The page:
Previous work demonstrates that inflammatory conditions, such as rheumatoid arthritis and periodontitis, lead to bone loss. This study establishes that a specific chemokine — CCR3 — regulates osteoclast activity and shifts the equilibrium between osteoclasts and osteoblasts. When combined with future research characterizing how chemokine signaling influences bone remodeling, this study may help identify effective interventions and therapies for the bone loss observed in inflammatory conditions.
Bone dysfunction: Can a small molecule treat aging-linked dysfunctional bone repair?
Bone loses its capacity for remodeling and regeneration with age, and aging-linked disorders such as Alzheimer’s disease exacerbate this decline in function. Unfortunately, strategies to promote bone mineralization and formation are currently limited, leading to increased frequency and severity of bone fractures with both age and the presence of aging-linked disorders.
Brandoch Cook and colleagues at Cornell Weill Medical Center identified a small molecule, dubbed DIPQUO, that enhances bone regeneration in multiple model systems. In new work, the research team further characterizes the biological activity and therapeutic potential of DIPQUO. In a library screen, the researchers discovered that DIPQUO inhibits the in vitro activity of GSK3-β, a kinase linked to osteogenesis. In subsequent experiments, the team verified that, acting through GSK3-β, DIPQUO stimulates molecules and cells involved in bone formation. Moreover, GSK3-β signaling regulates activation of tau microtubules, a process implicated in Alzheimer’s disease. In an in vitro assay, Cook and colleagues demonstrated that DIPQUO also reduces phosphorylation of tau microtubules at a site linked to activation.
Since DIPQUO stimulates bone regeneration and reduces tau microtubule activation, the small molecule may simultaneously inhibit bone loss and cognitive decline in Alzheimer’s disease patients. Future work is necessary to validate these results in vivo and characterize how DIPQUO modifies ubiquitous GSK3-β signaling in other cells and tissues.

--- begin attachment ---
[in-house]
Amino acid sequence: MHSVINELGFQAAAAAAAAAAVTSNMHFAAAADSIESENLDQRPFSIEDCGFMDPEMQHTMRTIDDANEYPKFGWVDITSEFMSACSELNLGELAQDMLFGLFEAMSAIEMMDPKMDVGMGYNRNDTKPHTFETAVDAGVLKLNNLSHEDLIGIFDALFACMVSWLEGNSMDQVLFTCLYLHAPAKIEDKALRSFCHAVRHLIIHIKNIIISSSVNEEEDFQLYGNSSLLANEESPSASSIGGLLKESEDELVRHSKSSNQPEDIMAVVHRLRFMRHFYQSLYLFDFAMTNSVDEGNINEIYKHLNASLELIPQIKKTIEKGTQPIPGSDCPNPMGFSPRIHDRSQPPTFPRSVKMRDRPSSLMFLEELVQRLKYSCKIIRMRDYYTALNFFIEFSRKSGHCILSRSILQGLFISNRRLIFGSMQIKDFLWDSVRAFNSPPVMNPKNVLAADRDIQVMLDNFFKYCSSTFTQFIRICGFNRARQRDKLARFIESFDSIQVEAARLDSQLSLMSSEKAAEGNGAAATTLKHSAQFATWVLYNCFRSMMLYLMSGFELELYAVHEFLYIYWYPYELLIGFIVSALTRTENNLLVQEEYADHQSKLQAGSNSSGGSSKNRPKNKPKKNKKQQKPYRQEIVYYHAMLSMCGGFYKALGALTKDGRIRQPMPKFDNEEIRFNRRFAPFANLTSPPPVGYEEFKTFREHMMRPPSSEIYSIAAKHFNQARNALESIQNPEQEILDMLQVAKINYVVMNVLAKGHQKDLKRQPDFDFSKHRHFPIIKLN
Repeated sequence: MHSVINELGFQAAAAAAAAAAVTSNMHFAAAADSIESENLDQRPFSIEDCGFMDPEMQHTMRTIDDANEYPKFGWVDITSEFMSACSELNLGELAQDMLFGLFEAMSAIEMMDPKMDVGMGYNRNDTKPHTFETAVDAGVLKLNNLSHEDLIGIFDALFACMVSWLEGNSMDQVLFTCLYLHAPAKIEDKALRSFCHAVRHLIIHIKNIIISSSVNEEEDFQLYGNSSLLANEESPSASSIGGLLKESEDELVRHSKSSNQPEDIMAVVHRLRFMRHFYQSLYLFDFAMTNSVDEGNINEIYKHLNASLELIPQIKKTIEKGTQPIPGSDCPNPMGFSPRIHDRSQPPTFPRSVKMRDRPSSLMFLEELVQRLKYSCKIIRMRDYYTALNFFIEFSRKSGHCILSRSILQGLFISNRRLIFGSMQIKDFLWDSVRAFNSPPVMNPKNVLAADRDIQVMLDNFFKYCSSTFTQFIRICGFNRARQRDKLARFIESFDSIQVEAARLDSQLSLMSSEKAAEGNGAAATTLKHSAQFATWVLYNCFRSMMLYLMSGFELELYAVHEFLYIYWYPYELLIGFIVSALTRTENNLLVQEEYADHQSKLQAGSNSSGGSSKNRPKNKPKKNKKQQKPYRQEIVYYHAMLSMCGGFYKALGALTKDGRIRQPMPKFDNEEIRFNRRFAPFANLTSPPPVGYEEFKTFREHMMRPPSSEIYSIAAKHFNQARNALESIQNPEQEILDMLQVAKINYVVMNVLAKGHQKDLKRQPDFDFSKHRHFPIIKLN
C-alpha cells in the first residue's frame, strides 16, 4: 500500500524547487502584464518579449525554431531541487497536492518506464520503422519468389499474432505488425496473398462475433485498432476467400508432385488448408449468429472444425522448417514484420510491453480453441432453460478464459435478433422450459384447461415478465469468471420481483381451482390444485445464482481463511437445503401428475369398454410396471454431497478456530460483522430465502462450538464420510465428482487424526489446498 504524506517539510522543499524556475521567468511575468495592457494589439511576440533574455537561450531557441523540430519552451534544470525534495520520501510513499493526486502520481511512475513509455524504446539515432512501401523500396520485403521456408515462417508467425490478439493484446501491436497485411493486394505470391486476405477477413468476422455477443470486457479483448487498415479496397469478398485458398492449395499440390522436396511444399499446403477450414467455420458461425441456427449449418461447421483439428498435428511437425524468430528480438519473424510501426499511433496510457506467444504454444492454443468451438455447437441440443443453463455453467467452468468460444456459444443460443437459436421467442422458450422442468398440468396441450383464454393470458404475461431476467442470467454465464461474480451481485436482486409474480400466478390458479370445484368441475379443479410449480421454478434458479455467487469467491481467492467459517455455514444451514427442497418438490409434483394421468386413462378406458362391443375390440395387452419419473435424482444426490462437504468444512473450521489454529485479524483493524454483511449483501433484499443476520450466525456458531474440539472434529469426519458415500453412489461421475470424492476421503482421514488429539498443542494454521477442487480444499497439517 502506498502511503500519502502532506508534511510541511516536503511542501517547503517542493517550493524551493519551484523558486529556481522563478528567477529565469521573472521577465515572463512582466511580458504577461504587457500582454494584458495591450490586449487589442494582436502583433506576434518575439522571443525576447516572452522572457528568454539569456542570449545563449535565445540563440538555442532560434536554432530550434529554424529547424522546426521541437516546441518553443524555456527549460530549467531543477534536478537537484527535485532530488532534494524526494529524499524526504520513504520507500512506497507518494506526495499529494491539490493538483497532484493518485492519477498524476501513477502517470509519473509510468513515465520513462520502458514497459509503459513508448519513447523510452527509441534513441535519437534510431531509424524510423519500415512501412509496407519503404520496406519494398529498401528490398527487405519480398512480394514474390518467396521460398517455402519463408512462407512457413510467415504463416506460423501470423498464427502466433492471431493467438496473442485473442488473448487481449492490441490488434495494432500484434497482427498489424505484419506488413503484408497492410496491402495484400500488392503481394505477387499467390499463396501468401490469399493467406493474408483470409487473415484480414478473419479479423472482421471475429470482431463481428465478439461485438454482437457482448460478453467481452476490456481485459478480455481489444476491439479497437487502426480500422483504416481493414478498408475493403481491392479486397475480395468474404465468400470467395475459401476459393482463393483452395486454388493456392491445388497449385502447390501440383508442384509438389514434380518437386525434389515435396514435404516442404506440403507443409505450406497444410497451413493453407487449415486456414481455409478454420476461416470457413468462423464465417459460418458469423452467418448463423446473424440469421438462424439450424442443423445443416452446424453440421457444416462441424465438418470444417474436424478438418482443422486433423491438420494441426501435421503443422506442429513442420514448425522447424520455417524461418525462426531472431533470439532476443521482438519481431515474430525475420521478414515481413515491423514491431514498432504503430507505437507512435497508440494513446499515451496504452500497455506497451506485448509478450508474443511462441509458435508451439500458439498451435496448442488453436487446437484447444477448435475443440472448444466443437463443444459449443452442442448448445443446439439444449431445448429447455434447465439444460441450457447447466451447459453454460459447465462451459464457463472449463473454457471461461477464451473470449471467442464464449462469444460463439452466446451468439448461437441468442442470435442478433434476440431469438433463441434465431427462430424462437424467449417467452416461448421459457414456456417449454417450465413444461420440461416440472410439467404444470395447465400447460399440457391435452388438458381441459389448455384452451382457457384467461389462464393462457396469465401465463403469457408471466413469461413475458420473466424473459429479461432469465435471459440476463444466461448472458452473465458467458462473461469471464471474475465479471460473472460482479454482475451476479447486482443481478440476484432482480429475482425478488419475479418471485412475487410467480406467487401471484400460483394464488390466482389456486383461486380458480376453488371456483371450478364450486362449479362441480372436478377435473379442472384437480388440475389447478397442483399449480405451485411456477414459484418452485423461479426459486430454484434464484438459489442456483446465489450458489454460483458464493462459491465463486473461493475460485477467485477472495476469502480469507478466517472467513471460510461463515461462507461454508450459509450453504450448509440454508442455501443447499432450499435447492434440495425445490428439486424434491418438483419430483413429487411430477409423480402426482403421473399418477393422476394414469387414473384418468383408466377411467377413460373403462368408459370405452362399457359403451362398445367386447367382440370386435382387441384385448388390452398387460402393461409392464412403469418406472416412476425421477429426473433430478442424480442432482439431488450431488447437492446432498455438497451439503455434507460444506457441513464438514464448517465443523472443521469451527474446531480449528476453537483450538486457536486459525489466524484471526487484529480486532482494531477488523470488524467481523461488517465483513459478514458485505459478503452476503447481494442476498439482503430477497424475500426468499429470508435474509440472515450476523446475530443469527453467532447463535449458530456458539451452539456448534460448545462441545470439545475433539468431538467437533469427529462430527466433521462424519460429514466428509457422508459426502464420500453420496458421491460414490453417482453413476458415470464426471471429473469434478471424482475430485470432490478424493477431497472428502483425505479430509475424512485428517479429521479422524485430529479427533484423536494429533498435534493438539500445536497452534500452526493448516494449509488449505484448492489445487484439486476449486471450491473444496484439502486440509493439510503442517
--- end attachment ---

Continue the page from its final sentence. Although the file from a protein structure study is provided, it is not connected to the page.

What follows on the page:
- Osteoporosis, or the progressive loss of bone density, is an age-related disease that can lead to bone fractures and loss of mobility. In a health observance published on 2020 World Osteoporosis Day, ASBMB Today contributor Sarah Schrader discussed the clinical manifestations of and recent research related to osteoporosis.
- Bone tissue is rich in calcium and phosphorous. Learn more about the biological roles of these two elements in an essay from ASBMB Today’s 2019 series about (bio)chemical elements.
- While traveling in space, astronauts suffer from loss of muscle mass and bone density. Recent research demonstrates that pharmacological intervention can reverse these effects in mice. The therapy may benefit both astronauts and people on Earth.
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Targeting protein folding to combat Niemann–Pick type C1. Pinpointing substrate specificity for phospholipase A2S. A high-throughput assay of lipase activity. Read about articles on these topics recently published in the Journal of Lipid Research.